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Tropentag, September 17 - 19, 2013 in Stuttgart-Hohenheim

"Agricultural development within the rural-urban continuum"


Rehabilitation Approach for Quick and Sustainable Regain in Cocoa Production in Declining Full Sun Plantations

Nora K├Ągi1, Joachim Milz2, Franco Weibel3, Niels Van Houdt4, Cinzia Anselmi5, Juan Guillermo Cobo6, Monika Schneider1

1Research Institute of Organic Agriculture (FiBL), International Cooperation, Switzerland
2ECOTOP, Consulting on Successional Agroforestry, Bolivia
3Research Institute of Organic Agriculture (FiBL), Horticultural Science, Switzerland
4Barry Callebaut, Malaysia
5Barry Callebaut, Switzerland
6University of Hohenheim, Inst. of Plant Production and Agroecology in the Tropics and Subtropics, Germany


Abstract


In Malaysia an intensively managed high input full sun cocoa plantation can reach high yields of 1.5 to 2 t dry beans per ha. Following a high production period of 10 years the yields often decrease markedly. Focusing on leading depleted cacao plantations sustainably back to full production a research project was initiated in June 2011 using a diversification approach with agroforestry systems. The experimental site is located on a large commercial farm in the humid tropical lowlands of peninsular Malaysia, in the region of Kuala Lipis. In a field trial with a strip-split-plot design, three different production systems, mainly characterised by diversification levels (mono culture to high diversity agroforestry) and accordingly different external input levels (high to low), are compared under two tree age conditions: newly planted and old rehabilitated cocoa trees, after the removal of the original canopy back to the leader structure. The existing twenty-two-year-old plantation with the original canopy and a high input level serves as control treatment.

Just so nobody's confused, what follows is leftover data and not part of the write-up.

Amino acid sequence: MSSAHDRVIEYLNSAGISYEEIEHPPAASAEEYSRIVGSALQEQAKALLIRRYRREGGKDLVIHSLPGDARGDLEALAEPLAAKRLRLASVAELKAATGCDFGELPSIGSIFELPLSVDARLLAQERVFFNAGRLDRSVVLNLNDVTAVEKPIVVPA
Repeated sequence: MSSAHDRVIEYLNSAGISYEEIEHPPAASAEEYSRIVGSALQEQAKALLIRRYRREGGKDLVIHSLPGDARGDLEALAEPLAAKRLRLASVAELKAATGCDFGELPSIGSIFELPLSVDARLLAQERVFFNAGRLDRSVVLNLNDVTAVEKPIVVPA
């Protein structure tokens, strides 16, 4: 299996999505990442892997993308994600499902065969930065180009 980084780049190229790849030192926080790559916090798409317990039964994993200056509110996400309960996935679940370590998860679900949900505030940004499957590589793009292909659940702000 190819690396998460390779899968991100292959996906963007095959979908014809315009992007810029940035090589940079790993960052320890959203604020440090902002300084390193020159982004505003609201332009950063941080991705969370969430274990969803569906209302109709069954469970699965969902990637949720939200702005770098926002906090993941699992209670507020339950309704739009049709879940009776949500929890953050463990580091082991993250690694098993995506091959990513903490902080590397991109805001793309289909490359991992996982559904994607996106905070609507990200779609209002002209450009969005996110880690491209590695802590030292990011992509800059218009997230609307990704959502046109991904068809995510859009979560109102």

When cacao yields decline after the initial high production period trees are often replanted. This results in a non-productive phase lasting several years before the young trees start to develop pods and even longer before yields reach a remunerative level. Rehabilitating old low producing trees on the other hand, as practised in the present experiment, is expected to re-establish higher yields more quickly than re-planting.
The first full harvest in the trial started in September 2012, 15 months after the rehabilitation pruning. Between September 2012 and March 2013 (main harvest) an average of 462 kg dry beans per ha were harvested in the control treatment. The yields of the common practice treatment already amounted to 24.9 % of the control. This is a very promising result, especially in view of the development of young trees which will take at least another year before the first pod development. Yields in the agroforestry systems increased less quickly as tree development under shade and with lower fertiliser input is inherently slower.


Keywords: Agroforestry, cocoa, rehabilitation, south-east asia, sustainable yield increase


Contact Address: Nora Kägi, Research Institute of Organic Agriculture (FiBL), International Cooperation, Ackerstrasse, 5070 Frick, Switzerland, e-mail: nora.kaegi@fibl.org


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